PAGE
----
** Reprinted here in the Washington Post
A big part of successful policy making is unyielding attention to detail (an argument that regular readers of this blog hear often). Choices about design and implementation that may seem unimportant can play a substantial role in determining how policies play out in practice.
A new paper, co-authored by Elizabeth Davidson, Randall Reback, Jonah Rockoff and Heather Schwartz, and presented at last month’s annual conference of The Association for Education Finance and Policy, illustrates this principle vividly, and on a grand scale: With an analysis of outcomes in all 50 states during the early years of NCLB.
After a terrific summary of the law’s rules and implementation challenges, as well as some quick descriptive statistics, the paper’s main analysis is a straightforward examination of why the proportion of schools meeting AYP varied quite a bit between states. For instance, in 2003, the first year of results, 32 percent of U.S. schools failed to make AYP, but the proportion ranged from one percent in Iowa to over 80 percent in Florida.
Surprisingly, the results suggest that the primary reasons for this variation seem to have had little to do with differences in student performance. Rather, the big factors are subtle differences in rather arcane rules that each state chose during the implementation process. These decisions received little attention, yet they had a dramatic impact on the outcomes of NCLB during this time period. Read More »
As states’ continue to finalize their applications for ESEA/NCLB “flexibility” (or “waivers”), controversy has arisen in some places over how these plans set proficiency goals, both overall and for demographic subgroups (see our previous post about the situation in Virginia).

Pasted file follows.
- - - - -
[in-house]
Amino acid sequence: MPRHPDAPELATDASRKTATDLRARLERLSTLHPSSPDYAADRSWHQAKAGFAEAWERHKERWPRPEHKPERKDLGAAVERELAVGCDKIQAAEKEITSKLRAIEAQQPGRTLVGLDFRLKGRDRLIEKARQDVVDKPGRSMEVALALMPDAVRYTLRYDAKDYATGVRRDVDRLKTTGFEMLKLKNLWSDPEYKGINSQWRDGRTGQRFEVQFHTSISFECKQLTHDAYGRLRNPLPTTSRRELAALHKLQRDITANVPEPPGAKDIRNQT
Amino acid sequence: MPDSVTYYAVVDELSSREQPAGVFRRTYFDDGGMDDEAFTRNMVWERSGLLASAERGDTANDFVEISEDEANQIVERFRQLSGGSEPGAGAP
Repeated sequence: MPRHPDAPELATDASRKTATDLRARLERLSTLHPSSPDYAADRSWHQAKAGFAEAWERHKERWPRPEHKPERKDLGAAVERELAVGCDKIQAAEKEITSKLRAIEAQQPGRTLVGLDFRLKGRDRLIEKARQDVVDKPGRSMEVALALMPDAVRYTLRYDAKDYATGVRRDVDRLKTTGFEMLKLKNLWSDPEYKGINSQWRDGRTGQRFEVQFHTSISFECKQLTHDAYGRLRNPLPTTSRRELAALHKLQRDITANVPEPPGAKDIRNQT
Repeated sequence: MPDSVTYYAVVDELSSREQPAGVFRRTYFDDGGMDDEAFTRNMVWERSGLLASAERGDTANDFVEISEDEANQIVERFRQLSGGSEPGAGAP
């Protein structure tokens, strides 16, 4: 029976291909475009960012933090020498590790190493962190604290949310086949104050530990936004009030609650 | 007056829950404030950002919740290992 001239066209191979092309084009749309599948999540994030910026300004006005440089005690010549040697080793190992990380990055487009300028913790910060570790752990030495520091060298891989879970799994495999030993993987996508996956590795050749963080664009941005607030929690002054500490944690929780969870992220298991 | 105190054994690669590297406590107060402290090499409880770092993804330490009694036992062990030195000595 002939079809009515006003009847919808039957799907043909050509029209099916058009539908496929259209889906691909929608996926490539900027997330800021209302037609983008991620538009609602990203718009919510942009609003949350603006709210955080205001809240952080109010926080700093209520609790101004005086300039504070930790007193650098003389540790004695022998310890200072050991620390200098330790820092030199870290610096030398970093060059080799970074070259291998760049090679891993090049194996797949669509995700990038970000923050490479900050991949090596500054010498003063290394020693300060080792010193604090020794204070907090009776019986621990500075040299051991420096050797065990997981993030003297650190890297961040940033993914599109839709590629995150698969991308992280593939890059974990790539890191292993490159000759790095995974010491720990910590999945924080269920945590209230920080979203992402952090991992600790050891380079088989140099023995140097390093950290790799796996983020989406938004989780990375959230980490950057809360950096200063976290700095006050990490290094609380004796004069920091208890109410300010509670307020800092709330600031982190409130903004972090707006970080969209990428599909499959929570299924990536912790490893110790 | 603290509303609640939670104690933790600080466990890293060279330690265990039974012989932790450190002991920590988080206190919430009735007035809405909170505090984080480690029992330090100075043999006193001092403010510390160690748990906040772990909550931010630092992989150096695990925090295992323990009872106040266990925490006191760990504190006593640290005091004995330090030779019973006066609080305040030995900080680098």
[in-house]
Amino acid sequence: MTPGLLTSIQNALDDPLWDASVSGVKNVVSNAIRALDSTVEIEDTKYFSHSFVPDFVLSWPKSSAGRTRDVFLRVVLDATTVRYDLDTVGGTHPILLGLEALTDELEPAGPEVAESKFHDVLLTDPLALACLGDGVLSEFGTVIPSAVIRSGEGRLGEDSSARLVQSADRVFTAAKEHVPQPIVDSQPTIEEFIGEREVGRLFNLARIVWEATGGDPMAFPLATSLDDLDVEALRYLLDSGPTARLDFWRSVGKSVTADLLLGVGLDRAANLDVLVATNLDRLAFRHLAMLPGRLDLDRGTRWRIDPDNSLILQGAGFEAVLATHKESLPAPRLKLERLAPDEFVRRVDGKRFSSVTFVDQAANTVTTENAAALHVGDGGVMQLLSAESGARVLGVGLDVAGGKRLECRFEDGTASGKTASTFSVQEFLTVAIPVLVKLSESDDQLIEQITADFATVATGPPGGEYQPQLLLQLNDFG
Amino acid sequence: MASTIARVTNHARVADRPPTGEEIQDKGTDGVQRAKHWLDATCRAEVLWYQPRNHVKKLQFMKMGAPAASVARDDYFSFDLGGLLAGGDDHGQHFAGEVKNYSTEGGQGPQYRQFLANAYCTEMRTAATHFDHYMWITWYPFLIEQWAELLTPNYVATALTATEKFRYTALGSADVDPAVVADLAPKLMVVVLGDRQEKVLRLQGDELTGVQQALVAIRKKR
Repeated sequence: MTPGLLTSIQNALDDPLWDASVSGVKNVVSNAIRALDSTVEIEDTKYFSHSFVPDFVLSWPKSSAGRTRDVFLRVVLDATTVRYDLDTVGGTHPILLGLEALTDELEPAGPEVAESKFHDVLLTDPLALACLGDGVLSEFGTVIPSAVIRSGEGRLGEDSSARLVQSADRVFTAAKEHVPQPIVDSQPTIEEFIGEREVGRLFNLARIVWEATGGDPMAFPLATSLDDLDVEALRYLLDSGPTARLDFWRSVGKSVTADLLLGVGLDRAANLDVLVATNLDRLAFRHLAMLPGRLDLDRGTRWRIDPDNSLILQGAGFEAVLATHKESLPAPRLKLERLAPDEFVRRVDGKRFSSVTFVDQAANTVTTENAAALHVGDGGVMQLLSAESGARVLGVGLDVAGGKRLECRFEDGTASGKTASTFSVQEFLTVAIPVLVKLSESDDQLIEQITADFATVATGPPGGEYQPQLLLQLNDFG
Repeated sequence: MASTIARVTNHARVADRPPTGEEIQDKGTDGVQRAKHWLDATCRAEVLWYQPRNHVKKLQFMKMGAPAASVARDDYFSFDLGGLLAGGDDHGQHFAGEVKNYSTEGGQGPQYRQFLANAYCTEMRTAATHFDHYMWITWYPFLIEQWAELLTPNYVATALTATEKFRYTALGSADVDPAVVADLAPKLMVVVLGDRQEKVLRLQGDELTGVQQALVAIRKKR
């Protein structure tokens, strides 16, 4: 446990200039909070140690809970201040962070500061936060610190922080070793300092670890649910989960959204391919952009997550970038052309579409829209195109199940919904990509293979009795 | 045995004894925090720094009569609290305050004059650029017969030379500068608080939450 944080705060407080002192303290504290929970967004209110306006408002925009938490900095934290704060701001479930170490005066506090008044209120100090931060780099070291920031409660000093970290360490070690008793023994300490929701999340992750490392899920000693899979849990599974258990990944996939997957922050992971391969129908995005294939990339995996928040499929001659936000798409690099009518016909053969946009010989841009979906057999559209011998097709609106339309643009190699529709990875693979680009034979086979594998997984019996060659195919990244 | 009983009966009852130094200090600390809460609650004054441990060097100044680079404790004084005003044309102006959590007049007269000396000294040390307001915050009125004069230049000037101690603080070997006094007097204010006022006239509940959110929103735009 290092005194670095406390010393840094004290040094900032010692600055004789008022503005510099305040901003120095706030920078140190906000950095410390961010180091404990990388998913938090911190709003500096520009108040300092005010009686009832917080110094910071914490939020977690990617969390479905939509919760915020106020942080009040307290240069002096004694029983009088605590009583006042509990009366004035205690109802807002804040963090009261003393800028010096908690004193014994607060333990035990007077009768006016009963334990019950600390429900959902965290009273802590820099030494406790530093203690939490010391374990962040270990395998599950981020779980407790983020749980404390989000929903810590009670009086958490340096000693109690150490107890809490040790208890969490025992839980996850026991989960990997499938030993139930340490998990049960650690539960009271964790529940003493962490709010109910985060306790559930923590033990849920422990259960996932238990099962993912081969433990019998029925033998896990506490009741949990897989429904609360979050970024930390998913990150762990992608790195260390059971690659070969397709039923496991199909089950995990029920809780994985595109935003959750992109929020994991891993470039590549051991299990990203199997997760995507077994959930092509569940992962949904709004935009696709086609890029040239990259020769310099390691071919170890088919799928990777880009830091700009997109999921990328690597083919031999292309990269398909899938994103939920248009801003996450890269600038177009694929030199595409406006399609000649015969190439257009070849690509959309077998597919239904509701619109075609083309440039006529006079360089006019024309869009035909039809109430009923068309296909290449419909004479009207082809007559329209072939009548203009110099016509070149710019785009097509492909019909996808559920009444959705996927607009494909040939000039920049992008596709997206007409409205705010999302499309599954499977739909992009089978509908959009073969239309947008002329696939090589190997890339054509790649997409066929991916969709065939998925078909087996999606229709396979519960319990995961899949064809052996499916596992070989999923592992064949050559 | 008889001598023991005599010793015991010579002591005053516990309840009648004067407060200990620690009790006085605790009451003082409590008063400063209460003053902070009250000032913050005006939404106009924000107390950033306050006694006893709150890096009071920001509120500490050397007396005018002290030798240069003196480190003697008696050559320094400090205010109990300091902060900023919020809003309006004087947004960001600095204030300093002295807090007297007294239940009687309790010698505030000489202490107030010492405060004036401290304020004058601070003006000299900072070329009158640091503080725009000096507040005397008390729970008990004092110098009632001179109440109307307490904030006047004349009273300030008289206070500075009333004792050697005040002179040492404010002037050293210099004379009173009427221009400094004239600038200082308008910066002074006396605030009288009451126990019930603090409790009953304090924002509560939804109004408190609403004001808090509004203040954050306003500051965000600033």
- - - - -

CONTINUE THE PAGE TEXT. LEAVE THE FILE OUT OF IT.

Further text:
One of the underlying rationales for allowing states to establish new targets (called “annual measurable objectives,” or AMOs) is that the “100 percent” proficiency goals of NCLB were unrealistic. Accordingly, some (but not all) of the new plans have set 2017-18 absolute proficiency goals that are considerably below 100 percent, and/or lower for some subgroups relative to others. This shift has generated pushback from advocates, most recently in Florida, who believe that lowering state targets is tantamount to encouraging or accepting failure.
I acknowledge the central role of goals in any accountability system, but I would like to humbly suggest that this controversy, over where and how states set proficiency targets for 2017-18, may be misguided. There are four reasons why I think this is the case (and one silver lining if it is). Read More »
It is a gross understatement to say that the No Child Left Behind (NCLB) law is, was – and will continue to be – a controversial piece of legislation. Although opinion tends toward the negative, there are certain features, such as a focus on student subgroup data, that many people support. And it’s difficult to make generalizations about whether the law’s impact on U.S. public education was “good” or “bad” by some absolute standard.
The one thing I would say about NCLB is that it has helped to institutionalize the improper interpretation of testing data.
Most of the attention to the methodological shortcomings of the law focuses on “adequate yearly progress” (AYP) – the crude requirement that all schools must make “adequate progress” toward the goal of 100 percent proficiency by 2014. And AYP is indeed an inept measure. But the problems are actually much deeper than AYP.
Rather, it’s the underlying methods and assumptions of NCLB (including AYP) that have had a persistent, negative impact on the way we interpret testing data. Read More »
** Reprinted here in the Washington Post
I have two points to make. The first is something that I think everyone knows: Educational outcomes, such as graduation and test scores, are signals of or proxies for the traits that lead to success in life, not the cause of that success.
For example, it is well-documented that high school graduates earn more, on average, than non-graduates. Thus, one often hears arguments that increasing graduation rates will drastically improve students’ future prospects, and the performance of the economy overall. Well, not exactly.
The piece of paper, of course, only goes so far. Rather, the benefits of graduation arise because graduates are more likely to possess the skills – including the critical non-cognitive sort – that make people good employees (and, on a highly related note, because employers know that, and use credentials to screen applicants).
We could very easily increase the graduation rate by easing requirements, but this wouldn’t do much to help kids advance in the labor market. They might get a few more calls for interviews, but over the long haul, they’d still be at a tremendous disadvantage if they lacked the required skills and work habits. Read More »